Cynthia Earl Kerman and Richard Eldridge have accomplished what Jean Toomer was never able to do--write the story of his life. At least six separate times, he wrote, rewrote, and revised his autobiography, but never in a publishable fashion. This biography of his significant but complex and contradictory life reveals why.
Kerman and Eldridge begin with a description of his childhood. The racial confusion in his heritage, the influential people absent and present in his early life, and his sense of being nameless are some of the complexities and contradictions that surface right at the beginning. These elements are described in elaborate detail based on careful analysis of a wealth of material, most especially Toomer's own voluminous writing and many interviews with people who were close to him.
Toomer is best known as the author of "Cane," an influential book in the Harlem Renaissance of the 1920s. Toomer's inspiration for the book was a two-month stint as substitute principal at a school in Sparta, Ga., and his efforts to come to terms with the black elements in his mixed racial background. In spite of his success as a "black" author, he was never comfortable seeing himself as racially either black or white, and soon abandoned the identification as black. This change caused friction in his literary circles, led to changes in his writing style, and meant that his early success failed to yield its full potential for the Harlem Renaissance and for Toomer himself.
The authors argue that Toomer's life is best seen as "lives," the first one being the literary career. These "lives" are held together by his "hunger for wholeness." When the literary world failed to bring him the personal integration he desired, he turned to the world of philosophy and psychology as represented in the ideas of Georges Ivanovitch Gurdjieff. Gurdjieff's complex self-improvement theories and techniques and their adaptation by his disciples are presented by Kerman and Eldridge with impressive clarity. Toomer absorbed these principles with enthusiasm, but before they had brought the changes within himself that he desired, he himself had become a teacher of Gurdjieff groups and was actively attempting to change others.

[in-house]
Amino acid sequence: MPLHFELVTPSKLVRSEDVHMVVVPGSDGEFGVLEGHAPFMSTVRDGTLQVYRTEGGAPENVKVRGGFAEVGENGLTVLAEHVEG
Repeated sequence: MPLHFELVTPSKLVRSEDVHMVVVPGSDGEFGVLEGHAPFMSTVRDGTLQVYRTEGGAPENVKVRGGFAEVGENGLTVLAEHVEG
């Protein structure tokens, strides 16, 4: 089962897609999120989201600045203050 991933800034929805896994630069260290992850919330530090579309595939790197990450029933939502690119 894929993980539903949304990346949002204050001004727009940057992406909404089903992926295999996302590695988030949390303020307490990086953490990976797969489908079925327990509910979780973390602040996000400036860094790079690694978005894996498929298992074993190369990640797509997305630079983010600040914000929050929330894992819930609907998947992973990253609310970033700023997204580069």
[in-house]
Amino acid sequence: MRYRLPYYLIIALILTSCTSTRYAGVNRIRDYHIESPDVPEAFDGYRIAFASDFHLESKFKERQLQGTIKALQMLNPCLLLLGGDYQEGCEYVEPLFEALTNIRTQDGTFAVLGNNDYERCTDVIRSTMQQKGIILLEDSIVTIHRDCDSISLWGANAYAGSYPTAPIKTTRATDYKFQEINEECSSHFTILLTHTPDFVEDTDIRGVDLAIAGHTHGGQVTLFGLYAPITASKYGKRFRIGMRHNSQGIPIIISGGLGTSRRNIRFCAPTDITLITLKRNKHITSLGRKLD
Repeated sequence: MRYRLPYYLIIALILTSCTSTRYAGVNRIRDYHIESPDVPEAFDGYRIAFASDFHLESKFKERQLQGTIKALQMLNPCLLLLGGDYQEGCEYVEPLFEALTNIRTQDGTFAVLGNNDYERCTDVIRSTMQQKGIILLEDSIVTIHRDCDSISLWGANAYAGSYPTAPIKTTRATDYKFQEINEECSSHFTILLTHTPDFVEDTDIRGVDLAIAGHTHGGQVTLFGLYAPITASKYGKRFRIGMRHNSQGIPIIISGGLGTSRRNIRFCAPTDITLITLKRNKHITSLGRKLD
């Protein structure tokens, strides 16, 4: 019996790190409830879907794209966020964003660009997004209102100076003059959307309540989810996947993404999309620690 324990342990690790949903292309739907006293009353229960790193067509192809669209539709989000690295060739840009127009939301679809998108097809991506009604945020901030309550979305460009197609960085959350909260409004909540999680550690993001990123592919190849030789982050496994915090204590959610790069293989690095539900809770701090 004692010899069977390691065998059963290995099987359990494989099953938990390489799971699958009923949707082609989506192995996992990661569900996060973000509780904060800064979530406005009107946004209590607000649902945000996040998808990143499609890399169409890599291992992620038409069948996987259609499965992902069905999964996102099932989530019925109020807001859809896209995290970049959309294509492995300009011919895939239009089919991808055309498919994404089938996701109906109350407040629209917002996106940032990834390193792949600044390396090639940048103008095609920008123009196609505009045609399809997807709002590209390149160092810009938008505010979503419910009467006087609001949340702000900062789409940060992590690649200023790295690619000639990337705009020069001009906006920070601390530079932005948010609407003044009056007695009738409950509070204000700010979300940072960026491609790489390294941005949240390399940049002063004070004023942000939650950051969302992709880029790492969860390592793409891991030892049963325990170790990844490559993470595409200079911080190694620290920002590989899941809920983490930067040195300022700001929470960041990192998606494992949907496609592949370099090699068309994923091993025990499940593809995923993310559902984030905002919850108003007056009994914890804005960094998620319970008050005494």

Enthusiastic pursuit of a new system that he was sure would bring transcendence over the fragmentedness within him, determination to be a leader, significant impact on those with whom he was in contact, and ultimate disillusionment with the system, as it too failed him, characterize this period of his life and were common threads of his whole life.
The third period of his life, which the authors call his Quaker period, he entered with less deliberateness. Toomer and his wife, Marjorie Content, moved to Doylestown, Penn., met some Quakers, and, because he was looking for something more, they attended Friends Meeting. Once they began attending, however, and especially after they became members, he followed his usual pattern and became very actively involved in all levels of Philadelphia Quakerism. Recognized as a spiritual leader, he led youth groups, spoke at conferences, and wrote important pamphlets.
The Quaker phase was his final productive period. What followed was a return to Gurdjieff, the pursuit of other systems like the Alexander method and an early form of the Church of Scientology, and invalidism. In many ways, his life was a failure. He never found the wholeness he sought, and the fragmentation of his inner life was reflected in his outer life, in which he influenced individuals, but did not make a long-term contribution to any field or even earn a living.
Kerman and Eldridge have taken an interesting and complex man and let us see him from the inside. At times, the detail becomes laborious and depressing because Toomer's experience is so frustrating and ultimately unsuccessful. For readers exploring art, psychology, or religion, as he did, in an effort at self-understanding, self-expression, and growth, his failure is a challenge. The biography will not hold the casual reader, but anyone interested in Toomer, his writing, Gurdjieff, or Quakerism will find the book illuminating. The book will be most thought-provoking for readers who themselves have hungered for wholeness.